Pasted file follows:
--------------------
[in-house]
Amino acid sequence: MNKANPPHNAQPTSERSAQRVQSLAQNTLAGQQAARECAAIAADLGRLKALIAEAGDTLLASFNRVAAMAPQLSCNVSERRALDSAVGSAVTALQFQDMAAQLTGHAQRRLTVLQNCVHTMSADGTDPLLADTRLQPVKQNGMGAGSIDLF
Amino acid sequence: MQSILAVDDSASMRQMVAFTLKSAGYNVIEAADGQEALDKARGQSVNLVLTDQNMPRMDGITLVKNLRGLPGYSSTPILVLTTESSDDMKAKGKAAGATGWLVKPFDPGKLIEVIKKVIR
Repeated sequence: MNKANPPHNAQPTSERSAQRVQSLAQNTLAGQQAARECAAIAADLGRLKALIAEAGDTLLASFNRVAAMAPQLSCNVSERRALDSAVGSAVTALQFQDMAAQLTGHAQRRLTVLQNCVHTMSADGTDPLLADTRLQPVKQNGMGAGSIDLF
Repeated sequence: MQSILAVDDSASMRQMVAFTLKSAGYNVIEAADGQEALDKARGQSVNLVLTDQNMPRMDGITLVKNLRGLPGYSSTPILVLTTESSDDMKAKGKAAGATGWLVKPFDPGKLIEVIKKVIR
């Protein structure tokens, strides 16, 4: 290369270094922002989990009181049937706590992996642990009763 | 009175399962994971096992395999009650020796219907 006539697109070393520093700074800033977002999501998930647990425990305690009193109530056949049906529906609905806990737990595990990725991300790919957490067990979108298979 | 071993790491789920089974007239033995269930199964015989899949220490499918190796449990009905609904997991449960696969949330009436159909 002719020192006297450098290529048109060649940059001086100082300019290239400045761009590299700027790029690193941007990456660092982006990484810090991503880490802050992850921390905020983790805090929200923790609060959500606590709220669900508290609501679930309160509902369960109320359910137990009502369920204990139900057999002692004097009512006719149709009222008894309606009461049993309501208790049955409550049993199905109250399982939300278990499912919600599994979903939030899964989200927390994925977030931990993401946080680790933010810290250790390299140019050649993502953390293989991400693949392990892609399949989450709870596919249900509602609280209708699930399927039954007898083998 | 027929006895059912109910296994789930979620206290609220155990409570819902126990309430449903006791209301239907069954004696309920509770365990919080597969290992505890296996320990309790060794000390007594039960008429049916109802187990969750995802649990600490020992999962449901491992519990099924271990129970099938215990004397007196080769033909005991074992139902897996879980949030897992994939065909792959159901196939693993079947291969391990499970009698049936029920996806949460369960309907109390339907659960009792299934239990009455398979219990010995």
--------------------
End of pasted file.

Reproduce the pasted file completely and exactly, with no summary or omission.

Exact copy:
[in-house]
Amino acid sequence: MNKANPPHNAQPTSERSAQRVQSLAQNTLAGQQAARECAAIAADLGRLKALIAEAGDTLLASFNRVAAMAPQLSCNVSERRALDSAVGSAVTALQFQDMAAQLTGHAQRRLTVLQNCVHTMSADGTDPLLADTRLQPVKQNGMGAGSIDLF
Amino acid sequence: MQSILAVDDSASMRQMVAFTLKSAGYNVIEAADGQEALDKARGQSVNLVLTDQNMPRMDGITLVKNLRGLPGYSSTPILVLTTESSDDMKAKGKAAGATGWLVKPFDPGKLIEVIKKVIR
Repeated sequence: MNKANPPHNAQPTSERSAQRVQSLAQNTLAGQQAARECAAIAADLGRLKALIAEAGDTLLASFNRVAAMAPQLSCNVSERRALDSAVGSAVTALQFQDMAAQLTGHAQRRLTVLQNCVHTMSADGTDPLLADTRLQPVKQNGMGAGSIDLF
Repeated sequence: MQSILAVDDSASMRQMVAFTLKSAGYNVIEAADGQEALDKARGQSVNLVLTDQNMPRMDGITLVKNLRGLPGYSSTPILVLTTESSDDMKAKGKAAGATGWLVKPFDPGKLIEVIKKVIR
């Protein structure tokens, strides 16, 4: 290369270094922002989990009181049937706590992996642990009763 | 009175399962994971096992395999009650020796219907 006539697109070393520093700074800033977002999501998930647990425990305690009193109530056949049906529906609905806990737990595990990725991300790919957490067990979108298979 | 071993790491789920089974007239033995269930199964015989899949220490499918190796449990009905609904997991449960696969949330009436159909 002719020192006297450098290529048109060649940059001086100082300019290239400045761009590299700027790029690193941007990456660092982006990484810090991503880490802050992850921390905020983790805090929200923790609060959500606590709220669900508290609501679930309160509902369960109320359910137990009502369920204990139900057999002692004097009512006719149709009222008894309606009461049993309501208790049955409550049993199905109250399982939300278990499912919600599994979903939030899964989200927390994925977030931990993401946080680790933010810290250790390299140019050649993502953390293989991400693949392990892609399949989450709870596919249900509602609280209708699930399927039954007898083998 | 027929006895059912109910296994789930979620206290609220155990409570819902126990309430449903006791209301239907069954004696309920509770365990919080597969290992505890296996320990309790060794000390007594039960008429049916109802187990969750995802649990600490020992999962449901491992519990099924271990129970099938215990004397007196080769033909005991074992139902897996879980949030897992994939065909792959159901196939693993079947291969391990499970009698049936029920996806949460369960309907109390339907659960009792299934239990009455398979219990010995």